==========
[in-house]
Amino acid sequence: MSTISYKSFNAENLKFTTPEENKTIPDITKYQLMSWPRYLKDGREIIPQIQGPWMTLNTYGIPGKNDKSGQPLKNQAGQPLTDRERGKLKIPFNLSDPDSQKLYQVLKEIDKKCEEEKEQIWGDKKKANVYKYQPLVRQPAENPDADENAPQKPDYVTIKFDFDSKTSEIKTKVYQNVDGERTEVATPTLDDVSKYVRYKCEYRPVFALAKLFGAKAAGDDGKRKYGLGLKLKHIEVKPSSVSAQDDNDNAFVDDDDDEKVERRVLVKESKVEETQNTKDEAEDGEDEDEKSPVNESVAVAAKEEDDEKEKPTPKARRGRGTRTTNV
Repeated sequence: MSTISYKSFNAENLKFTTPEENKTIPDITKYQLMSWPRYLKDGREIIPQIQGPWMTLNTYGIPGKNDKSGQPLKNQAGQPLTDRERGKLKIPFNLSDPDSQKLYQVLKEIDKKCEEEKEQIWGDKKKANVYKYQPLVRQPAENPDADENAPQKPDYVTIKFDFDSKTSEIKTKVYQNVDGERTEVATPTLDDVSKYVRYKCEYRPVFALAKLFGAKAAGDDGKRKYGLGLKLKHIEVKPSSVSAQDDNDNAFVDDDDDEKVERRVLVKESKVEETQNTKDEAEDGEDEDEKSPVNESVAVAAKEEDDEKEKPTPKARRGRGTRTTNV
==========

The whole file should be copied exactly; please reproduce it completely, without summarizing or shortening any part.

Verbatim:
[in-house]
Amino acid sequence: MSTISYKSFNAENLKFTTPEENKTIPDITKYQLMSWPRYLKDGREIIPQIQGPWMTLNTYGIPGKNDKSGQPLKNQAGQPLTDRERGKLKIPFNLSDPDSQKLYQVLKEIDKKCEEEKEQIWGDKKKANVYKYQPLVRQPAENPDADENAPQKPDYVTIKFDFDSKTSEIKTKVYQNVDGERTEVATPTLDDVSKYVRYKCEYRPVFALAKLFGAKAAGDDGKRKYGLGLKLKHIEVKPSSVSAQDDNDNAFVDDDDDEKVERRVLVKESKVEETQNTKDEAEDGEDEDEKSPVNESVAVAAKEEDDEKEKPTPKARRGRGTRTTNV
Repeated sequence: MSTISYKSFNAENLKFTTPEENKTIPDITKYQLMSWPRYLKDGREIIPQIQGPWMTLNTYGIPGKNDKSGQPLKNQAGQPLTDRERGKLKIPFNLSDPDSQKLYQVLKEIDKKCEEEKEQIWGDKKKANVYKYQPLVRQPAENPDADENAPQKPDYVTIKFDFDSKTSEIKTKVYQNVDGERTEVATPTLDDVSKYVRYKCEYRPVFALAKLFGAKAAGDDGKRKYGLGLKLKHIEVKPSSVSAQDDNDNAFVDDDDDEKVERRVLVKESKVEETQNTKDEAEDGEDEDEKSPVNESVAVAAKEEDDEKEKPTPKARRGRGTRTTNV